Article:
Right to work
Everyone needs to go through a right to work check to establish whether their employee is allowed to work in the UK. There are heavy penalties of up to £20,000 per illegal employee if you get this wrong. Due to Brexit transition periods and the pandemic, the rules around these have been phased in over a longer period than originally intended. As of 1st July 2021 though, they come into force in full.
For UK nationals (and Irish nationals too), it is relatively straightforward to check the right to work. You still need to do a robust inspection of an original official document like a passport (scrutinising whether photos and dates of birth tally etc.), taking a good quality copy and keeping records, but that is sufficient.
However, for all foreign nationals (other than the Irish) a combination of some or all of the following schemes come into play to determine their immigration status:
- The EU Settlement Scheme
- The points-based immigration system
- Employer sponsorship
EU Settlement scheme
Let’s start with the EU Settlement Scheme. This applies to EU nationals who started living in the UK prior to 31st December 2020. They had the opportunity to register before 30th June 2021 for either settled or pre-settled status. This gives them a number of rights, depending on how long they had been in the UK, including an automatic right to work. As of June 2021, 5.4 million people had registered with the scheme.
It is an individual’s responsibility to have done this, but you will need to check that it has been done as part of the confirmation that they have a right to work in the UK.
Points-based immigration system
Every foreign national who does not have settled or pre-settled status, whether EU or otherwise, is subject to the new points-based immigration system. This sees points awarded for characteristics like education level, fluency of English, and salary. A threshold of 70 points must be reached to qualify for a right to work. Nannies are included on the list of eligible occupations.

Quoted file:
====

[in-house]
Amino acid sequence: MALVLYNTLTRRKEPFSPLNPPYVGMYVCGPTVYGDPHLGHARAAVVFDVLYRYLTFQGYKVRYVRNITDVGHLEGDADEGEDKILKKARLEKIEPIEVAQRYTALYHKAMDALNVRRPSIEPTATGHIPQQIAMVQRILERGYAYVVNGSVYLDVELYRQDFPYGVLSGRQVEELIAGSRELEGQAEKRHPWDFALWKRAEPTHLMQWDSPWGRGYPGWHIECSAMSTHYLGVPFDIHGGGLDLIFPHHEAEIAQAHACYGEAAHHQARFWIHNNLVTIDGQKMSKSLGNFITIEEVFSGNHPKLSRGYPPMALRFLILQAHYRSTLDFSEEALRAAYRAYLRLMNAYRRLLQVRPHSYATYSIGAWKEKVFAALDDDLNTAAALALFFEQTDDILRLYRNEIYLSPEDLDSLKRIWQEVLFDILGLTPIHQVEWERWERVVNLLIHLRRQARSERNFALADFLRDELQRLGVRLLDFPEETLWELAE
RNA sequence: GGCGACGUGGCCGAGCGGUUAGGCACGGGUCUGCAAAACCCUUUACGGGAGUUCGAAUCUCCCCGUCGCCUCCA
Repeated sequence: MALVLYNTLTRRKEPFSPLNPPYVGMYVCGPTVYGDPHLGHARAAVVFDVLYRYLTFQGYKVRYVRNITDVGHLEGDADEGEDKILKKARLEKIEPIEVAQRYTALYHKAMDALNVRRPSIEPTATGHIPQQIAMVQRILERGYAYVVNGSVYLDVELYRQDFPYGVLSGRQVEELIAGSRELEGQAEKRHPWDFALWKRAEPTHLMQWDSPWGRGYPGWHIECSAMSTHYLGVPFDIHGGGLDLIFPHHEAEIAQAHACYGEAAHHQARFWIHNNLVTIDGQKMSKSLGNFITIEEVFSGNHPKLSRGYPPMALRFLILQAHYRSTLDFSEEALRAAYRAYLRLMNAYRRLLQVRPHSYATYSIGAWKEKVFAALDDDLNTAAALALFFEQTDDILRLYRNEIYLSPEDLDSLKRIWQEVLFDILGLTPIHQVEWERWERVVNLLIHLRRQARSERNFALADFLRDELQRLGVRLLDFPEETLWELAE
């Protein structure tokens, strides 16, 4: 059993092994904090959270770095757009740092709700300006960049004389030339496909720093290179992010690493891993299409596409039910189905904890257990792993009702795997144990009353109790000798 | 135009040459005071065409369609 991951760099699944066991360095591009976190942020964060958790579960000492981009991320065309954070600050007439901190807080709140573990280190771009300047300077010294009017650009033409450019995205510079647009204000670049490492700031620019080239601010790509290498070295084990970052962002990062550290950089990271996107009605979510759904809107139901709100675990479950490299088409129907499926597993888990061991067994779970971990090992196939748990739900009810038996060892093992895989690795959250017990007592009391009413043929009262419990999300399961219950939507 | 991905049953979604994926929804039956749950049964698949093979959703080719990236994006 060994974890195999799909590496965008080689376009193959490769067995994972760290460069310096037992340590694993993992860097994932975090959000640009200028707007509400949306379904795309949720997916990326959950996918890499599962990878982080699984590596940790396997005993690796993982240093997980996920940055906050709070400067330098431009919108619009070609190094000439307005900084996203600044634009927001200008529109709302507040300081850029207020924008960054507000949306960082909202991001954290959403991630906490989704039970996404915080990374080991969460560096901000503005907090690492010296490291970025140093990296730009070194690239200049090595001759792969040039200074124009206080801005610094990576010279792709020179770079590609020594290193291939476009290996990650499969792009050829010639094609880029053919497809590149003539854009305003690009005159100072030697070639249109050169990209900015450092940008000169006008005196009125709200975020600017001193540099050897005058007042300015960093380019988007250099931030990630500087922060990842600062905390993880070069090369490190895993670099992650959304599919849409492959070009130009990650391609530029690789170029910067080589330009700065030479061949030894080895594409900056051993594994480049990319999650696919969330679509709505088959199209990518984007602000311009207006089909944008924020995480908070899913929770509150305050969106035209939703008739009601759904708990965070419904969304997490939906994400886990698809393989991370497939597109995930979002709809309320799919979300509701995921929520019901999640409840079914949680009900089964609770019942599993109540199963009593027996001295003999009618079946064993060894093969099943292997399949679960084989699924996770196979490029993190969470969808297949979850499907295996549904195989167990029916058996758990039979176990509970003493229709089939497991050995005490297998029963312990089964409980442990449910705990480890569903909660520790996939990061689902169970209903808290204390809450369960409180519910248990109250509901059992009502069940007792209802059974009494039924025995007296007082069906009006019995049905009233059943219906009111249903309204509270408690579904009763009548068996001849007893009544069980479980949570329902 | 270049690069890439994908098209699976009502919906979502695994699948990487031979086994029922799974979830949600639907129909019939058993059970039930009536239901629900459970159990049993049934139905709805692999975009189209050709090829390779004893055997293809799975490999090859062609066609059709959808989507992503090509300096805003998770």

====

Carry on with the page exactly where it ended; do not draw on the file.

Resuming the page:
Employer sponsorship and the checking of a right to work for foreign nationals
If you choose to employ foreign nationals other than Irish or settled/pre-settled EU citizens, you will need to go through a sponsorship process. This costs £536 per employee for small employers. It typically takes weeks to gain the licence, so plan ahead!
Checking the right to work
Candidates who have had to actively gain a satisfactory immigration status through the points system or settlement scheme may provide you with a share code which enables you to do your employer checks electronically, directly with the government. If they do not provide this, you will have to conduct the same robust physical checks of documents that we described earlier for UK and Irish nationals.
Tips on hiring foreign nationals
As you can see, there is something of a right-to-work maze to navigate when hiring now, so it is essential to be fully informed. Here are some further pointers:
- You must follow the right to work process properly. Even if you are duped into hiring someone who did not have a right to work, demonstrating that you followed the process can be a defence from incurring a penalty which can extend to £20,000 per illegal employee.
- It is immigration status, not nationality, that you are checking.
- Ensure you implement right to work checks consistently and fairly. Changing your process for people with differing characteristics could expose you to a discrimination claim.
- Keep excellent records – they will be what you rely on if something goes wrong.
- Give yourself time – some of these processes take weeks, so make sure you start far enough in advance to comply with all the rules.